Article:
Frank Vitrano - Sr. EVP, CFO and CAO: Thanks, John, and good morning everyone. As John mentioned, the fourth quarter sales and earnings results reflect early benefits of various initiatives we've been working on for the past 12 months. On the call this morning, I plan to walk through our fourth quarter financial results, discuss our liquidity position, certain balance sheet items, our expenditure program, and finally review our fiscal '12 guidance.
This morning, we reported revenues for the quarter of $6.5 billion, which was essentially flat for last year's fourth quarter. The increase in same-store sales was offset by a reduction in total store count. In the quarter, we closed 17 stores and for the full year, we closed 69 stores and opened three new stores. On a year-over-year basis, we operated 66 net fewer stores.
Same-store sales increased 90 basis points in the quarter, reflecting the positive impact of wellness+ and a stronger flu, cough, cold, season. Front end same-store sales increased 100 basis points and pharmacy sales were higher by 80 basis points during the quarter despite continued high unemployment.
Pharmacy scripts were positive 80 basis points.
Pharmacy same-store sales included an approximate 226 basis point negative impact from new generic drugs. Adjusted EBITDA in the quarter was $215.4 million or 3.3% of revenues, which was a $10.3 million or 5% increase from last year's fourth quarter, $205.1 million.
The results were driven by favorable sales trends and lower SG&A dollars. SG&A dollars were $11.5 million lower and 15 basis points lower as a percent to revenues.
Net loss improved slightly for the quarter to $205.7 million or $0.24 per diluted share, compared to last year's fourth quarter net loss of $208.4 million and flat to last year's $0.24 loss per diluted share.
The net loss was impacted by an increase in lease termination and impairment charges of $76.9 million, offset by a lower LIFO charge of $43.3 million, lower interest expense of $9.2 million, and a $12.9 million increase in the gain on sale of assets, all as compared to last year.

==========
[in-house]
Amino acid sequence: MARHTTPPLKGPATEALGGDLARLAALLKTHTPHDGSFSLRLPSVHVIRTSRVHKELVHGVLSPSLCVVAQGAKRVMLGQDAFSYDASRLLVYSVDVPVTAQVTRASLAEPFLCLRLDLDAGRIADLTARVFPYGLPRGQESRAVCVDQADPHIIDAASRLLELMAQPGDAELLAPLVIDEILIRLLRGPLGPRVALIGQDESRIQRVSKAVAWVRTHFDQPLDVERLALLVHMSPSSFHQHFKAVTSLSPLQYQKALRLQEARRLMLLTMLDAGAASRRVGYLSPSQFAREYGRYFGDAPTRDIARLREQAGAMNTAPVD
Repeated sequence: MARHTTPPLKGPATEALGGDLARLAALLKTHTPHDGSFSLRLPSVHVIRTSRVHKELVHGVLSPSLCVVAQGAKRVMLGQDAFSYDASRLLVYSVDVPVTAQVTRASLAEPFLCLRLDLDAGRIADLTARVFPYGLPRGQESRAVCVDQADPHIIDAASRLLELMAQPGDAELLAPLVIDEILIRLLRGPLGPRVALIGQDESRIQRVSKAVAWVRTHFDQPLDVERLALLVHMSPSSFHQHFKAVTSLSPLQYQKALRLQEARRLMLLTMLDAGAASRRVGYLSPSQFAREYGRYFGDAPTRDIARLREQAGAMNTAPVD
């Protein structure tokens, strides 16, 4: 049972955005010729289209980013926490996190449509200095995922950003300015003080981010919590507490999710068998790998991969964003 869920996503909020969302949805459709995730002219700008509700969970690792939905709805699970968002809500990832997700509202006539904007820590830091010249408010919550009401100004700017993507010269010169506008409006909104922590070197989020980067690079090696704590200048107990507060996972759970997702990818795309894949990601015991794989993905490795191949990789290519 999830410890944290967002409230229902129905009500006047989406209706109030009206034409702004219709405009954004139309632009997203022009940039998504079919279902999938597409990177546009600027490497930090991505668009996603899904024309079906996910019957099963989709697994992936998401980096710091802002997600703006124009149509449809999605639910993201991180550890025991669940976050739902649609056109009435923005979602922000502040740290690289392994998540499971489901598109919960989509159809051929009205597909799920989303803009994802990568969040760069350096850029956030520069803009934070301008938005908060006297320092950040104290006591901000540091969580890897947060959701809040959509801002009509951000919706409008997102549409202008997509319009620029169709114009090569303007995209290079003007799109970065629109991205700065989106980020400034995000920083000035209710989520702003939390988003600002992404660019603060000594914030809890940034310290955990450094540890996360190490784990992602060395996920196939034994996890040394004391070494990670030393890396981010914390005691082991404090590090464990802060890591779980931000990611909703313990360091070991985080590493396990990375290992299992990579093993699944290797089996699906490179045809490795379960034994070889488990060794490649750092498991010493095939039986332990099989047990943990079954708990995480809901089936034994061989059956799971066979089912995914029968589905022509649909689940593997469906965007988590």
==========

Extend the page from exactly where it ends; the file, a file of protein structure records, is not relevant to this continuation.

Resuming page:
Income tax was lower than last year due to a charge taken in last year's fourth quarter. The increase in the non-cash lease termination and impairment charge to $154.1 million this year, compared to $77.2 million last year was primarily driven by higher asset impairment charges due to individual store's earnings underperformance compared to our plan.
The lease termination charge includes 22 stores, for which we recorded a closing provision during the fourth quarter. The decrease in LIFO charge to $800,000 for the fourth quarter compared to $44.1 million of last year's fourth quarter was driven by higher generic drug deflation as compared to last year. LIFO expense is booked quarterly based on an annual estimate and finalized in the fourth quarter.
This year we saw front-end inflation increase slightly as compared to last year, while pharmacy inflation was significantly lower this year versus last year, driven by deflation in generic drugs. Lower interest of $132.5 million compared to $141.7 million last year resulted from refinancings earlier in the year.
Additionally, we recently refinanced approximately $343 million of our Tranche 3 term loan due in 2014 with a new $343 million Tranche 5 term loan due in March of 2018. Besides extending the tenure, we further lower our annualized borrowing cost by $5.1 million.
Total gross margin dollars in the quarter were $25.7 million higher than last year's fourth quarter and 43 basis points as a percent to revenues. FIFO gross margin dollars were lower by $17.6 million or 24 basis points.
Adjusted EBITDA gross profit, which excludes specific items, primarily LIFO and the wellness+ revenue deferral, the details of which are included in the fourth quarter '11 earnings supplemental information which you can find on our website, was $10.7 million or 13 basis points lower than last year's fourth quarter.